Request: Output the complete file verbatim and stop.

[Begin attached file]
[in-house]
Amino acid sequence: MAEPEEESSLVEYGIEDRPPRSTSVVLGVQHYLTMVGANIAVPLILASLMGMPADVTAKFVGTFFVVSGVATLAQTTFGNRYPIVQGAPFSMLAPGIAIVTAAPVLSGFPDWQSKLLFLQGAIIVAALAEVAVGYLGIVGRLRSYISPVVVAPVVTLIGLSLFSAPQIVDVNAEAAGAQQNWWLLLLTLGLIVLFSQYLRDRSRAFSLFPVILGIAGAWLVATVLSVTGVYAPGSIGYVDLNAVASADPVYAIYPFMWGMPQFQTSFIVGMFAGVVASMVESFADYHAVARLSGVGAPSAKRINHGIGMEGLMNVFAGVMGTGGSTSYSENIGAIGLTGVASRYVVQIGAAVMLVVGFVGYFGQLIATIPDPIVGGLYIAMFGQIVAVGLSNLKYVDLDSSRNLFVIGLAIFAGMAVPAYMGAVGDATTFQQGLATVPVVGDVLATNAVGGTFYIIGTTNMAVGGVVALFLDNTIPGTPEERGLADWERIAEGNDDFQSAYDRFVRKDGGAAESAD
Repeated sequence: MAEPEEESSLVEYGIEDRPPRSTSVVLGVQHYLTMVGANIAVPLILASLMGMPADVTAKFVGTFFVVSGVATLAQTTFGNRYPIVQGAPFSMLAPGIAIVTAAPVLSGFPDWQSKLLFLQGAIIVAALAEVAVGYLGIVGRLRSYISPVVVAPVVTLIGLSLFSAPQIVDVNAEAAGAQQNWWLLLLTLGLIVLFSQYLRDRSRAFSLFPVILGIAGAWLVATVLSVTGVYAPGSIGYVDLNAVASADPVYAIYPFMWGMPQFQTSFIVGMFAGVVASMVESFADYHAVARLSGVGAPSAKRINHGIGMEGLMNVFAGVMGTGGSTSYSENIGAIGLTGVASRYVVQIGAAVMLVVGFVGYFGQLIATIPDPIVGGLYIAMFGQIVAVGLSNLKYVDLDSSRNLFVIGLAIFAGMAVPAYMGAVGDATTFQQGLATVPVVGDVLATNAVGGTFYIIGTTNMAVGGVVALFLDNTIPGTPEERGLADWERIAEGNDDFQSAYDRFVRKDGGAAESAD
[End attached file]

[in-house]
Amino acid sequence: MAEPEEESSLVEYGIEDRPPRSTSVVLGVQHYLTMVGANIAVPLILASLMGMPADVTAKFVGTFFVVSGVATLAQTTFGNRYPIVQGAPFSMLAPGIAIVTAAPVLSGFPDWQSKLLFLQGAIIVAALAEVAVGYLGIVGRLRSYISPVVVAPVVTLIGLSLFSAPQIVDVNAEAAGAQQNWWLLLLTLGLIVLFSQYLRDRSRAFSLFPVILGIAGAWLVATVLSVTGVYAPGSIGYVDLNAVASADPVYAIYPFMWGMPQFQTSFIVGMFAGVVASMVESFADYHAVARLSGVGAPSAKRINHGIGMEGLMNVFAGVMGTGGSTSYSENIGAIGLTGVASRYVVQIGAAVMLVVGFVGYFGQLIATIPDPIVGGLYIAMFGQIVAVGLSNLKYVDLDSSRNLFVIGLAIFAGMAVPAYMGAVGDATTFQQGLATVPVVGDVLATNAVGGTFYIIGTTNMAVGGVVALFLDNTIPGTPEERGLADWERIAEGNDDFQSAYDRFVRKDGGAAESAD
Repeated sequence: MAEPEEESSLVEYGIEDRPPRSTSVVLGVQHYLTMVGANIAVPLILASLMGMPADVTAKFVGTFFVVSGVATLAQTTFGNRYPIVQGAPFSMLAPGIAIVTAAPVLSGFPDWQSKLLFLQGAIIVAALAEVAVGYLGIVGRLRSYISPVVVAPVVTLIGLSLFSAPQIVDVNAEAAGAQQNWWLLLLTLGLIVLFSQYLRDRSRAFSLFPVILGIAGAWLVATVLSVTGVYAPGSIGYVDLNAVASADPVYAIYPFMWGMPQFQTSFIVGMFAGVVASMVESFADYHAVARLSGVGAPSAKRINHGIGMEGLMNVFAGVMGTGGSTSYSENIGAIGLTGVASRYVVQIGAAVMLVVGFVGYFGQLIATIPDPIVGGLYIAMFGQIVAVGLSNLKYVDLDSSRNLFVIGLAIFAGMAVPAYMGAVGDATTFQQGLATVPVVGDVLATNAVGGTFYIIGTTNMAVGGVVALFLDNTIPGTPEERGLADWERIAEGNDDFQSAYDRFVRKDGGAAESAD